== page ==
Most people will have at least one cavity in their lifetimes, and the Centers for Disease Control and Prevention estimates that more than 30 percent of adults between age 20 and 44 have an untreated cavity. A good number of those cavities are likely to occur on the wisdom teeth, which are called such because they tend to erupt later in life than the rest of the permanent teeth—somewhere between age 17 and 25.
The Problematic Third Molar
Wisdom teeth—or third molars as they are also known—are considered by some scientists to be vestigial, meaning that they were necessary to our ancestors but not to us. In dental science, whether or not wisdom teeth are actually vestigial is a matter of some debate, but what is recognized is that wisdom teeth tend to be problematic and are often extracted to avoid those problems.
A study published in the Journal of Dental Research found that more than 22 percent of people do not have their wisdom teeth—either because they never developed or were extracted. In fact, a study published in the Dental Press Journal of Orthodontics found that dentists recommend extractions in 59 percent of patients. That makes third molar extraction the most common oral surgery, and the American Public Health Association estimates that Americans have 10 million wisdom teeth extracted each year.
The leading reason dentists recommend wisdom teeth extraction is that many people simply do not have enough space on the jawbone for them. The aforementioned JDR paper found that when wisdom teeth erupt and are not extracted, impaction occurs in 24 percent of people.
Impacted wisdom teeth can cause problems with nearby teeth that would otherwise be healthy. According to the American Dental Association, teeth that are impacted are also more prone to cavities. These teeth are stuck in bone or gum tissue and often at irregular angles. This allows for areas where food particles are easily trapped but are not so easy to clean by brushing, flossing, and rinsing.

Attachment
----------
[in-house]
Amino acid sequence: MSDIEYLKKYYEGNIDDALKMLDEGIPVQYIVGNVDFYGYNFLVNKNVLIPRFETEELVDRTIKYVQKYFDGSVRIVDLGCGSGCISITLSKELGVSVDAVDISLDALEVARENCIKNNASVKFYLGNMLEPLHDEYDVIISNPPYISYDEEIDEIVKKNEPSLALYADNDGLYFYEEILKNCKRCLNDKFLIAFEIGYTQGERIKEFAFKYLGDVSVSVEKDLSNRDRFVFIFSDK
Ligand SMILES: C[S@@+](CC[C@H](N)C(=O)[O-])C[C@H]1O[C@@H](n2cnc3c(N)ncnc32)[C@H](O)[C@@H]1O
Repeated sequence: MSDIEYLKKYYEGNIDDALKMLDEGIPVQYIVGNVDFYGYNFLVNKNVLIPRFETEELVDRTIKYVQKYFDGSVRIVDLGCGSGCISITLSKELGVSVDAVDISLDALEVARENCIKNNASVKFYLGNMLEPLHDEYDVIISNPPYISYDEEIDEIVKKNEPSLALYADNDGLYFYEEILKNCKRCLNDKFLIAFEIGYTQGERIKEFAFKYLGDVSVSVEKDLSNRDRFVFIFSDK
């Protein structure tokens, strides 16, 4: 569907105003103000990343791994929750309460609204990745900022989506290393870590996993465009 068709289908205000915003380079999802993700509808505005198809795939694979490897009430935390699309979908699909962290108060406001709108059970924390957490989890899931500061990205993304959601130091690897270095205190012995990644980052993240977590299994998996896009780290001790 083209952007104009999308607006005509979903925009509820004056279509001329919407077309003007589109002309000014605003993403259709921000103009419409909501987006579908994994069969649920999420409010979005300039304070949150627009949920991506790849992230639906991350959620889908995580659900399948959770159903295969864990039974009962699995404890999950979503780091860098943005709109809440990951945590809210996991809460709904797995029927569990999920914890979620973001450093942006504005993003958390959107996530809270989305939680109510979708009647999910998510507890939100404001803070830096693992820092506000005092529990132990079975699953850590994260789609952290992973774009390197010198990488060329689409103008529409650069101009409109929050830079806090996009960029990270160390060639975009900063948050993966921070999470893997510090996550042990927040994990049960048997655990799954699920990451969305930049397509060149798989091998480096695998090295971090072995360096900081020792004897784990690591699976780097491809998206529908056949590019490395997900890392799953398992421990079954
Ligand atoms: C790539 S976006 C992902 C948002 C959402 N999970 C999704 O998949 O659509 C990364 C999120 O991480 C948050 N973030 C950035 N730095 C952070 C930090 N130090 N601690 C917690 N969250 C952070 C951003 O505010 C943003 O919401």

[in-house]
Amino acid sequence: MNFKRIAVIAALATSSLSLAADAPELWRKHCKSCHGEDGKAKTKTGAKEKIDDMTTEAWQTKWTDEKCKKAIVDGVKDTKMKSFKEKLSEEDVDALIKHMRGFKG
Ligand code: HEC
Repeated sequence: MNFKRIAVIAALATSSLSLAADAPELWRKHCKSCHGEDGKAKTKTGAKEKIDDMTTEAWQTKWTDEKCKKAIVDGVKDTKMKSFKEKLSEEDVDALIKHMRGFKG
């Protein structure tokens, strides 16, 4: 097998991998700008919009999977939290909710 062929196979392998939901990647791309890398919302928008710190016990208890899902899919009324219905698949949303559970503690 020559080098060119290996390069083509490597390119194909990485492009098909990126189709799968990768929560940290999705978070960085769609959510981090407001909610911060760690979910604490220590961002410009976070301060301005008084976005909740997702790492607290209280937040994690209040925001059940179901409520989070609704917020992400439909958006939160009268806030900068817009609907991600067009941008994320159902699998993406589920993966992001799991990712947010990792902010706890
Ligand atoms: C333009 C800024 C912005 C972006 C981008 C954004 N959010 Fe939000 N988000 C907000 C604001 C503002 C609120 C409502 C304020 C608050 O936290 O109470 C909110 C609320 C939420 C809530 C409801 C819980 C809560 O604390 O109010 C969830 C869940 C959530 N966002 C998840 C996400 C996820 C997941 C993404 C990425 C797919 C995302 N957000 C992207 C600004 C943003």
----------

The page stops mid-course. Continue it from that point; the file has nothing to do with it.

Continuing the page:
What to Do About a Third Molar Cavity
In most cases involving a cavity, a dentist will recommend doing whatever is possible to save the tooth, including root canal therapy. This is not the case with wisdom teeth. Your dentist is much more inclined to recommend extraction, and a study published in the Journal of the American Dental Association found that cavities are the motivation behind 15 percent of all wisdom teeth extractions.
If your wisdom tooth is stuck in the bone or gums, there may be no recourse other than to extract it. If, on the other hand, your wisdom tooth has erupted and there is enough space for it, then it is possible to save the wisdom tooth just as your dentist could with any other tooth. Wisdom teeth are another reason why it so important to visit your dentist for regular checkups. Your dentist can monitor the third molars prior to eruption and even identify and correct potential problems before they actually manifest.
To Keep or Not to Keep Your Wisdom Teeth
If your wisdom teeth have not arrived yet, your dentist will monitor them for potential issues and may at some point recommend extracting them as a precautionary measure. If your wisdom teeth have erupted and are healthy, and there is enough space for them, there is generally no reason to extract them.
If a wisdom tooth is impacted, extraction is usually the appropriate measure in order to avoid future complications. If a wisdom tooth has a cavity, then the answer depends. You will need to discuss it with your dentist. Your dentist may assess the tooth and determine extraction is best to avoid oral health issues in the future. If future health is not an issue, then you will need to decide. Extraction is certainly the more economical option, whereas restoration of a wisdom tooth might be quite expensive.
Enjoy a Healthy and Pain-Free Smile
Are you experiencing problems with your wisdom teeth, or have they not erupted yet? Jeffrey D. Clark, DDS, is a leading dentist in Arizona who can examine your third molars. Dr. Clark can then discuss your oral health with you, explore your treatment options, and help you make the best decision for you. Call Scottsdale Dental Excellence at 480 585 1853 to schedule your appointment.